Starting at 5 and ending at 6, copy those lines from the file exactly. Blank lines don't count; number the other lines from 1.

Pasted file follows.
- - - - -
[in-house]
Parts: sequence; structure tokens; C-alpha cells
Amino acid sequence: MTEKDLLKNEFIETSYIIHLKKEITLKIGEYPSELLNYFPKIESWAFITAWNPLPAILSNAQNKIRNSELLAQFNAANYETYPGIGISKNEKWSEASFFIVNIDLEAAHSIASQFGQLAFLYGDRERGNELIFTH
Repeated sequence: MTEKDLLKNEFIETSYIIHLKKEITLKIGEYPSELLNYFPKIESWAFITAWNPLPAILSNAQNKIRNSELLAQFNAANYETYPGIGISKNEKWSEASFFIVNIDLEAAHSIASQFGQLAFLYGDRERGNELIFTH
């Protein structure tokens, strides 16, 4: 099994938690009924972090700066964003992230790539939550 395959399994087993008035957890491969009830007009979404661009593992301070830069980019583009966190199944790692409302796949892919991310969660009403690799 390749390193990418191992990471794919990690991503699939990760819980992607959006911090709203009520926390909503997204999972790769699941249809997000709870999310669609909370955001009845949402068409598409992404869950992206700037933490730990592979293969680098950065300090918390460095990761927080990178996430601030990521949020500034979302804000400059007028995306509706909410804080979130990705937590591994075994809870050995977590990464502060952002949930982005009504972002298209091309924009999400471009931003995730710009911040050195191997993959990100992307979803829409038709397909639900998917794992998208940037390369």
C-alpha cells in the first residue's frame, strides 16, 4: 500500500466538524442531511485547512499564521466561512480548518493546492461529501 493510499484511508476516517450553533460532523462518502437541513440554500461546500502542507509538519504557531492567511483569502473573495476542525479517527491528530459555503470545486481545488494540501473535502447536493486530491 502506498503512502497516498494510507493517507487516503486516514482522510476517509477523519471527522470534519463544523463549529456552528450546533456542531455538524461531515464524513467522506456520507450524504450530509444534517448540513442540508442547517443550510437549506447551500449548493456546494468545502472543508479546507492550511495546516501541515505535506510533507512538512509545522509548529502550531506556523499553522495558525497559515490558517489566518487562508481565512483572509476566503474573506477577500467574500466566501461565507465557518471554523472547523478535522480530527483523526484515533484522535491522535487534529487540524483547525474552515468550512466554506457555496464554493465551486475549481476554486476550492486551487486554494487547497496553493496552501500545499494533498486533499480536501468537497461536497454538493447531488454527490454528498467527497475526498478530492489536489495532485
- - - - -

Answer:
């Protein structure tokens, strides 16, 4: 099994938690009924972090700066964003992230790539939550 395959399994087993008035957890491969009830007009979404661009593992301070830069980019583009966190199944790692409302796949892919991310969660009403690799 390749390193990418191992990471794919990690991503699939990760819980992607959006911090709203009520926390909503997204999972790769699941249809997000709870999310669609909370955001009845949402068409598409992404869950992206700037933490730990592979293969680098950065300090918390460095990761927080990178996430601030990521949020500034979302804000400059007028995306509706909410804080979130990705937590591994075994809870050995977590990464502060952002949930982005009504972002298209091309924009999400471009931003995730710009911040050195191997993959990100992307979803829409038709397909639900998917794992998208940037390369």
C-alpha cells in the first residue's frame, strides 16, 4: 500500500466538524442531511485547512499564521466561512480548518493546492461529501 493510499484511508476516517450553533460532523462518502437541513440554500461546500502542507509538519504557531492567511483569502473573495476542525479517527491528530459555503470545486481545488494540501473535502447536493486530491 502506498503512502497516498494510507493517507487516503486516514482522510476517509477523519471527522470534519463544523463549529456552528450546533456542531455538524461531515464524513467522506456520507450524504450530509444534517448540513442540508442547517443550510437549506447551500449548493456546494468545502472543508479546507492550511495546516501541515505535506510533507512538512509545522509548529502550531506556523499553522495558525497559515490558517489566518487562508481565512483572509476566503474573506477577500467574500466566501461565507465557518471554523472547523478535522480530527483523526484515533484522535491522535487534529487540524483547525474552515468550512466554506457555496464554493465551486475549481476554486476550492486551487486554494487547497496553493496552501500545499494533498486533499480536501468537497461536497454538493447531488454527490454528498467527497475526498478530492489536489495532485